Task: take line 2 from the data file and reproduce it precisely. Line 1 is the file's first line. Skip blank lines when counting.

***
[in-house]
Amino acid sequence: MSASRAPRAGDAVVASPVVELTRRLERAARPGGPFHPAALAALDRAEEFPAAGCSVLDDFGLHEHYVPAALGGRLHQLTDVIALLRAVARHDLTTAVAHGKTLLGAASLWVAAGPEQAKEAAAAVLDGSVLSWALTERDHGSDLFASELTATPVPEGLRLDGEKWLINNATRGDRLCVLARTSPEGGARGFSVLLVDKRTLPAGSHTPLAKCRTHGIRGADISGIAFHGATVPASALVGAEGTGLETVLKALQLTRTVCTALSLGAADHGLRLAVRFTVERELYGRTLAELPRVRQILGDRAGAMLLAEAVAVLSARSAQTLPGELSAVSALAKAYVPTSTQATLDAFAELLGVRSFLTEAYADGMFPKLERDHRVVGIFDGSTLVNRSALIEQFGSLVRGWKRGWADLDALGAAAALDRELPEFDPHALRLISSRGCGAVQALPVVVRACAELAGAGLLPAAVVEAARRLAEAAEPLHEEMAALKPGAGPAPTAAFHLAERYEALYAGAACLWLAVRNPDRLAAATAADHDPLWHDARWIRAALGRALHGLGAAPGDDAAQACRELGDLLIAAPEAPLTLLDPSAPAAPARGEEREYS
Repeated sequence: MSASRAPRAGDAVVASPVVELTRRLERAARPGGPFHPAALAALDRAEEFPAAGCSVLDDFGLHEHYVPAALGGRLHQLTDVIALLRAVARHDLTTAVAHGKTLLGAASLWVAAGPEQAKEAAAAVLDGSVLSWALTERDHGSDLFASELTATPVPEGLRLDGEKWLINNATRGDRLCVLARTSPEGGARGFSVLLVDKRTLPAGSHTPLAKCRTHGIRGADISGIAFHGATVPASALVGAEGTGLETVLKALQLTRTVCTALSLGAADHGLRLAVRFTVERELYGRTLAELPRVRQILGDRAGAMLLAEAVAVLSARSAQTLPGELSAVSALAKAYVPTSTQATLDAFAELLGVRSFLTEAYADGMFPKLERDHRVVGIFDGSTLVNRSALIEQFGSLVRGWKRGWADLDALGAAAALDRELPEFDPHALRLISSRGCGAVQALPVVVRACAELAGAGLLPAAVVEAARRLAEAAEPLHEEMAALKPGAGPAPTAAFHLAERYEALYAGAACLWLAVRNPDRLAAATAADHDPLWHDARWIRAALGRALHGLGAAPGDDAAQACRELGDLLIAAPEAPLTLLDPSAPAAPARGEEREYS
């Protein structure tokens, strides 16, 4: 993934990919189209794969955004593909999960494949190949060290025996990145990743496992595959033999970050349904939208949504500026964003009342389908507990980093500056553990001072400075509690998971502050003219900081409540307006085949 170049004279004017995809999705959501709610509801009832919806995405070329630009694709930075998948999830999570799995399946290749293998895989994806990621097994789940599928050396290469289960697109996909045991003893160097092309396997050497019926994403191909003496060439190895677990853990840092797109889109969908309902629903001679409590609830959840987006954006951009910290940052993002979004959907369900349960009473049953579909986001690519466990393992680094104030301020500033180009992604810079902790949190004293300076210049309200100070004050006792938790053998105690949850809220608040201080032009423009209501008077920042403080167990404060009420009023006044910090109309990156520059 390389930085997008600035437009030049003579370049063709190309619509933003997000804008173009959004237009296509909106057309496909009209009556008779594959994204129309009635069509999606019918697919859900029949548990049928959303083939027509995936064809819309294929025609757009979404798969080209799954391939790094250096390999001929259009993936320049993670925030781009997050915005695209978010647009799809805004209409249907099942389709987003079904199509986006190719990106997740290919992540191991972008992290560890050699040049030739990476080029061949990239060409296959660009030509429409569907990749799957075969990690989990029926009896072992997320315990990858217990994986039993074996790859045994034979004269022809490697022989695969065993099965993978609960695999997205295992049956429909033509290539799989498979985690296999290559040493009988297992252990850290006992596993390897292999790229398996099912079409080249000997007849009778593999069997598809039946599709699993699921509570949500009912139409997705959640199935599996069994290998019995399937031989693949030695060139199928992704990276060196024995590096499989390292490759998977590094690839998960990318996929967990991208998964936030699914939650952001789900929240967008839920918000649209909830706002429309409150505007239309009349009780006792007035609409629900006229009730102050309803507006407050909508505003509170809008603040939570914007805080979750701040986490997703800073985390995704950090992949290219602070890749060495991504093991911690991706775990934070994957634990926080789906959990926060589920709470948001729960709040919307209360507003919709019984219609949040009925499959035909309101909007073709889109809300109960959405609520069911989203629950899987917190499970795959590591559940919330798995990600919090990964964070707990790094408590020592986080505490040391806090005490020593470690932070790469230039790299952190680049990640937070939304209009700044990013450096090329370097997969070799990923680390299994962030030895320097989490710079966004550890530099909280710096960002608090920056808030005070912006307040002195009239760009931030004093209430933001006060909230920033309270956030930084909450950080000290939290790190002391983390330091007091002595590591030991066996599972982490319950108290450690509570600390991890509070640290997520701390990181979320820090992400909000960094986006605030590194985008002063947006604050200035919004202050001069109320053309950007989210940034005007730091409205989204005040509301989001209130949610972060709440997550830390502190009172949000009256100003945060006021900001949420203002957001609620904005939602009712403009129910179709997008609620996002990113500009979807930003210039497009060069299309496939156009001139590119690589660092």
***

Amino acid sequence: MSASRAPRAGDAVVASPVVELTRRLERAARPGGPFHPAALAALDRAEEFPAAGCSVLDDFGLHEHYVPAALGGRLHQLTDVIALLRAVARHDLTTAVAHGKTLLGAASLWVAAGPEQAKEAAAAVLDGSVLSWALTERDHGSDLFASELTATPVPEGLRLDGEKWLINNATRGDRLCVLARTSPEGGARGFSVLLVDKRTLPAGSHTPLAKCRTHGIRGADISGIAFHGATVPASALVGAEGTGLETVLKALQLTRTVCTALSLGAADHGLRLAVRFTVERELYGRTLAELPRVRQILGDRAGAMLLAEAVAVLSARSAQTLPGELSAVSALAKAYVPTSTQATLDAFAELLGVRSFLTEAYADGMFPKLERDHRVVGIFDGSTLVNRSALIEQFGSLVRGWKRGWADLDALGAAAALDRELPEFDPHALRLISSRGCGAVQALPVVVRACAELAGAGLLPAAVVEAARRLAEAAEPLHEEMAALKPGAGPAPTAAFHLAERYEALYAGAACLWLAVRNPDRLAAATAADHDPLWHDARWIRAALGRALHGLGAAPGDDAAQACRELGDLLIAAPEAPLTLLDPSAPAAPARGEEREYS